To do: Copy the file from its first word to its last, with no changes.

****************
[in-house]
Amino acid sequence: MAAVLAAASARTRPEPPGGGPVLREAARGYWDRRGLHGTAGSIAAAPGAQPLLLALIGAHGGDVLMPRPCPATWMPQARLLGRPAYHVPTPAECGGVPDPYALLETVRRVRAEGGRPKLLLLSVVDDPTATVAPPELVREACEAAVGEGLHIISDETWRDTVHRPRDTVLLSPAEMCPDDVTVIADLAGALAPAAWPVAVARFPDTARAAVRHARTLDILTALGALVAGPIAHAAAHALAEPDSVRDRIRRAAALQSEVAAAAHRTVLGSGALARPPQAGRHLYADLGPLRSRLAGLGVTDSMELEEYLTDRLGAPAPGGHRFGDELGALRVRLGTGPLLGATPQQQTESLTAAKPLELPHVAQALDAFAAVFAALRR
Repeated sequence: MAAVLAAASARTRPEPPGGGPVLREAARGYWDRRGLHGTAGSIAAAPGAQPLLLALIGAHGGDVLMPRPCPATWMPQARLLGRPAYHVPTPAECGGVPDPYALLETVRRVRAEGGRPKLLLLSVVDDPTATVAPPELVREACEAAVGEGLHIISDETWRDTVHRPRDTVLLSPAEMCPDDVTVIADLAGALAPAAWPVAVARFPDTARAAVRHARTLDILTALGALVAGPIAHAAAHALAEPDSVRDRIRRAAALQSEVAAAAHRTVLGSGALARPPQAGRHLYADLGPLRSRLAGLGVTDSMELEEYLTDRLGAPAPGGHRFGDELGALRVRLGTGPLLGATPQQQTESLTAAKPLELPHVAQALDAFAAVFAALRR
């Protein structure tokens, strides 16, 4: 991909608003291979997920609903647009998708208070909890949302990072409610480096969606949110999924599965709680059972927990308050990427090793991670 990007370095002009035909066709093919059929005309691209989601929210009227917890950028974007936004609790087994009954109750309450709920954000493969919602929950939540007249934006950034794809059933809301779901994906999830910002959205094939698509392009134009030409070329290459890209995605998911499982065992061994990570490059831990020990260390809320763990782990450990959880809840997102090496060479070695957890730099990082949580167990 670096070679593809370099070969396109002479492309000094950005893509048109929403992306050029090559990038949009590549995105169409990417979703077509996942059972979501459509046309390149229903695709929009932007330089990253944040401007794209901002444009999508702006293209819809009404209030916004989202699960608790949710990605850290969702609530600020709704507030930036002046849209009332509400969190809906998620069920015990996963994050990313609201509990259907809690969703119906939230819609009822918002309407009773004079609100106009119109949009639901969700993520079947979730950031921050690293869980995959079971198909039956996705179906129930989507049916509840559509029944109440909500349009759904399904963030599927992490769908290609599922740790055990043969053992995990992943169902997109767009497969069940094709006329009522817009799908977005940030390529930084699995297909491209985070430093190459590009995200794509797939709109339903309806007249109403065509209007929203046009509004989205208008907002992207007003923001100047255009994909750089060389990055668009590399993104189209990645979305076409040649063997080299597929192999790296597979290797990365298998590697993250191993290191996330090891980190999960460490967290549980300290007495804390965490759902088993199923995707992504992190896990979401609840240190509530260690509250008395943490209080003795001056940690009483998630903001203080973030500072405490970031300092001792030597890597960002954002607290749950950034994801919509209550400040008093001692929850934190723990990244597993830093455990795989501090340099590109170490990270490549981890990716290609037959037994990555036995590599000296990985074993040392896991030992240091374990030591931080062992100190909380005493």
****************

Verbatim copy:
[in-house]
Amino acid sequence: MAAVLAAASARTRPEPPGGGPVLREAARGYWDRRGLHGTAGSIAAAPGAQPLLLALIGAHGGDVLMPRPCPATWMPQARLLGRPAYHVPTPAECGGVPDPYALLETVRRVRAEGGRPKLLLLSVVDDPTATVAPPELVREACEAAVGEGLHIISDETWRDTVHRPRDTVLLSPAEMCPDDVTVIADLAGALAPAAWPVAVARFPDTARAAVRHARTLDILTALGALVAGPIAHAAAHALAEPDSVRDRIRRAAALQSEVAAAAHRTVLGSGALARPPQAGRHLYADLGPLRSRLAGLGVTDSMELEEYLTDRLGAPAPGGHRFGDELGALRVRLGTGPLLGATPQQQTESLTAAKPLELPHVAQALDAFAAVFAALRR
Repeated sequence: MAAVLAAASARTRPEPPGGGPVLREAARGYWDRRGLHGTAGSIAAAPGAQPLLLALIGAHGGDVLMPRPCPATWMPQARLLGRPAYHVPTPAECGGVPDPYALLETVRRVRAEGGRPKLLLLSVVDDPTATVAPPELVREACEAAVGEGLHIISDETWRDTVHRPRDTVLLSPAEMCPDDVTVIADLAGALAPAAWPVAVARFPDTARAAVRHARTLDILTALGALVAGPIAHAAAHALAEPDSVRDRIRRAAALQSEVAAAAHRTVLGSGALARPPQAGRHLYADLGPLRSRLAGLGVTDSMELEEYLTDRLGAPAPGGHRFGDELGALRVRLGTGPLLGATPQQQTESLTAAKPLELPHVAQALDAFAAVFAALRR
């Protein structure tokens, strides 16, 4: 991909608003291979997920609903647009998708208070909890949302990072409610480096969606949110999924599965709680059972927990308050990427090793991670 990007370095002009035909066709093919059929005309691209989601929210009227917890950028974007936004609790087994009954109750309450709920954000493969919602929950939540007249934006950034794809059933809301779901994906999830910002959205094939698509392009134009030409070329290459890209995605998911499982065992061994990570490059831990020990260390809320763990782990450990959880809840997102090496060479070695957890730099990082949580167990 670096070679593809370099070969396109002479492309000094950005893509048109929403992306050029090559990038949009590549995105169409990417979703077509996942059972979501459509046309390149229903695709929009932007330089990253944040401007794209901002444009999508702006293209819809009404209030916004989202699960608790949710990605850290969702609530600020709704507030930036002046849209009332509400969190809906998620069920015990996963994050990313609201509990259907809690969703119906939230819609009822918002309407009773004079609100106009119109949009639901969700993520079947979730950031921050690293869980995959079971198909039956996705179906129930989507049916509840559509029944109440909500349009759904399904963030599927992490769908290609599922740790055990043969053992995990992943169902997109767009497969069940094709006329009522817009799908977005940030390529930084699995297909491209985070430093190459590009995200794509797939709109339903309806007249109403065509209007929203046009509004989205208008907002992207007003923001100047255009994909750089060389990055668009590399993104189209990645979305076409040649063997080299597929192999790296597979290797990365298998590697993250191993290191996330090891980190999960460490967290549980300290007495804390965490759902088993199923995707992504992190896990979401609840240190509530260690509250008395943490209080003795001056940690009483998630903001203080973030500072405490970031300092001792030597890597960002954002607290749950950034994801919509209550400040008093001692929850934190723990990244597993830093455990795989501090340099590109170490990270490549981890990716290609037959037994990555036995590599000296990985074993040392896991030992240091374990030591931080062992100190909380005493």